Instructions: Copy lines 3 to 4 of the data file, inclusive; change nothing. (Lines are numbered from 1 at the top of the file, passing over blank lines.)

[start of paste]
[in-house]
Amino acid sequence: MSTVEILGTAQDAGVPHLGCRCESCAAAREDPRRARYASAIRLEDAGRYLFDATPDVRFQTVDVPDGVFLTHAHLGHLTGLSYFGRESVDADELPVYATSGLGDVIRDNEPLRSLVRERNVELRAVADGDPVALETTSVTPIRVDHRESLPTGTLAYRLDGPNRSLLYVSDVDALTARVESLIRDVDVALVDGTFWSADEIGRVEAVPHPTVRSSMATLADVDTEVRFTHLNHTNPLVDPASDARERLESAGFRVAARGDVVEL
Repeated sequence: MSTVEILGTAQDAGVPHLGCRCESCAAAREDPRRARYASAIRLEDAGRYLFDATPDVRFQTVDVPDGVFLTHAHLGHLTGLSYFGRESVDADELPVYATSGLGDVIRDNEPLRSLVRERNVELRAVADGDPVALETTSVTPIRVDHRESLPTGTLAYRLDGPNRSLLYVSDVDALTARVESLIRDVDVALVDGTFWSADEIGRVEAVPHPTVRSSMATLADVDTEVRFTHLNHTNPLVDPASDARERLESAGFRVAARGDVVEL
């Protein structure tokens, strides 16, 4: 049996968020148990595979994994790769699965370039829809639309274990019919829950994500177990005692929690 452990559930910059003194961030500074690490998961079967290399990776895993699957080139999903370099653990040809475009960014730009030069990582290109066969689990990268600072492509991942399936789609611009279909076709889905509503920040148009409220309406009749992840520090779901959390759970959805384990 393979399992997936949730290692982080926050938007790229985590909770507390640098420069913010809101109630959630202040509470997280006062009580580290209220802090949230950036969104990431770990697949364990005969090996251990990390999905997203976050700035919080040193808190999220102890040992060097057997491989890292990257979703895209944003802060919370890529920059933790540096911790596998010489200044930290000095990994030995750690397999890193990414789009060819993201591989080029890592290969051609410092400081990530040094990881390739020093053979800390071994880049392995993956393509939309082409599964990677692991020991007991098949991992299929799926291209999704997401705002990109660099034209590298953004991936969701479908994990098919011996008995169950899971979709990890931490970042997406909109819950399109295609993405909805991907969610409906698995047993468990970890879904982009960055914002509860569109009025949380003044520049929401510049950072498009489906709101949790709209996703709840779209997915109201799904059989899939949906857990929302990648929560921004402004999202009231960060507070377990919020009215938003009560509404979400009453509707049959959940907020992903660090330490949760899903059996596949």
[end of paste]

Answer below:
Repeated sequence: MSTVEILGTAQDAGVPHLGCRCESCAAAREDPRRARYASAIRLEDAGRYLFDATPDVRFQTVDVPDGVFLTHAHLGHLTGLSYFGRESVDADELPVYATSGLGDVIRDNEPLRSLVRERNVELRAVADGDPVALETTSVTPIRVDHRESLPTGTLAYRLDGPNRSLLYVSDVDALTARVESLIRDVDVALVDGTFWSADEIGRVEAVPHPTVRSSMATLADVDTEVRFTHLNHTNPLVDPASDARERLESAGFRVAARGDVVEL
């Protein structure tokens, strides 16, 4: 049996968020148990595979994994790769699965370039829809639309274990019919829950994500177990005692929690 452990559930910059003194961030500074690490998961079967290399990776895993699957080139999903370099653990040809475009960014730009030069990582290109066969689990990268600072492509991942399936789609611009279909076709889905509503920040148009409220309406009749992840520090779901959390759970959805384990 393979399992997936949730290692982080926050938007790229985590909770507390640098420069913010809101109630959630202040509470997280006062009580580290209220802090949230950036969104990431770990697949364990005969090996251990990390999905997203976050700035919080040193808190999220102890040992060097057997491989890292990257979703895209944003802060919370890529920059933790540096911790596998010489200044930290000095990994030995750690397999890193990414789009060819993201591989080029890592290969051609410092400081990530040094990881390739020093053979800390071994880049392995993956393509939309082409599964990677692991020991007991098949991992299929799926291209999704997401705002990109660099034209590298953004991936969701479908994990098919011996008995169950899971979709990890931490970042997406909109819950399109295609993405909805991907969610409906698995047993468990970890879904982009960055914002509860569109009025949380003044520049929401510049950072498009489906709101949790709209996703709840779209997915109201799904059989899939949906857990929302990648929560921004402004999202009231960060507070377990919020009215938003009560509404979400009453509707049959959940907020992903660090330490949760899903059996596949």